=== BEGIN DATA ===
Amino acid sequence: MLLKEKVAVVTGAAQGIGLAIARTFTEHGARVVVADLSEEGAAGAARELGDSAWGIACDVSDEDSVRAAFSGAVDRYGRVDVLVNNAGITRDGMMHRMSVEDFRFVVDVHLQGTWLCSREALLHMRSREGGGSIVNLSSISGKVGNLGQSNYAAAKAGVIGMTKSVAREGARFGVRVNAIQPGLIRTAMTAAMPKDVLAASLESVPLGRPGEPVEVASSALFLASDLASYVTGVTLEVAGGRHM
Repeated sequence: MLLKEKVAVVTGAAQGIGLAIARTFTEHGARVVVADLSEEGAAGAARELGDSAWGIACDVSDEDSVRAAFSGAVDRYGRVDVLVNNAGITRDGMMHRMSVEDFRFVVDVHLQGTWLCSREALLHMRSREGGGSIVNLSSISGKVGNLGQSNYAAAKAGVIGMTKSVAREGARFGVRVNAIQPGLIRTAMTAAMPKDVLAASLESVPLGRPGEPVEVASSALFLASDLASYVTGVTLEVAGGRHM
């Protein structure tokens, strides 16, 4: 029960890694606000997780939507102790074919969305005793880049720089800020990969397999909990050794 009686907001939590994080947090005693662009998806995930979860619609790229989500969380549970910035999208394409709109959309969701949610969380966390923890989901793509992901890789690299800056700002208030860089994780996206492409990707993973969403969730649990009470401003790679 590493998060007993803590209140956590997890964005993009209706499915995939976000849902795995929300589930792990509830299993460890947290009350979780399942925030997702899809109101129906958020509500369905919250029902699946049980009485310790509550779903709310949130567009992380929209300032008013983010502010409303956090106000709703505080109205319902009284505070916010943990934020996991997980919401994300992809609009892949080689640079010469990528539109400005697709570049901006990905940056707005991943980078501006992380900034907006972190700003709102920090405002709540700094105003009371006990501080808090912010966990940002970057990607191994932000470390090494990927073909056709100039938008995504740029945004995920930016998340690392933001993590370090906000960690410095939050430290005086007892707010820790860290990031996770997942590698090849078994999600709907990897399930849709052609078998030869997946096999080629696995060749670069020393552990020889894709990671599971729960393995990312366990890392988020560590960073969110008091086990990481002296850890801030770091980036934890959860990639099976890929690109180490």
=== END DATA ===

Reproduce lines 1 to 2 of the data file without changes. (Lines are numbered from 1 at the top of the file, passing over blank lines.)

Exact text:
Amino acid sequence: MLLKEKVAVVTGAAQGIGLAIARTFTEHGARVVVADLSEEGAAGAARELGDSAWGIACDVSDEDSVRAAFSGAVDRYGRVDVLVNNAGITRDGMMHRMSVEDFRFVVDVHLQGTWLCSREALLHMRSREGGGSIVNLSSISGKVGNLGQSNYAAAKAGVIGMTKSVAREGARFGVRVNAIQPGLIRTAMTAAMPKDVLAASLESVPLGRPGEPVEVASSALFLASDLASYVTGVTLEVAGGRHM
Repeated sequence: MLLKEKVAVVTGAAQGIGLAIARTFTEHGARVVVADLSEEGAAGAARELGDSAWGIACDVSDEDSVRAAFSGAVDRYGRVDVLVNNAGITRDGMMHRMSVEDFRFVVDVHLQGTWLCSREALLHMRSREGGGSIVNLSSISGKVGNLGQSNYAAAKAGVIGMTKSVAREGARFGVRVNAIQPGLIRTAMTAAMPKDVLAASLESVPLGRPGEPVEVASSALFLASDLASYVTGVTLEVAGGRHM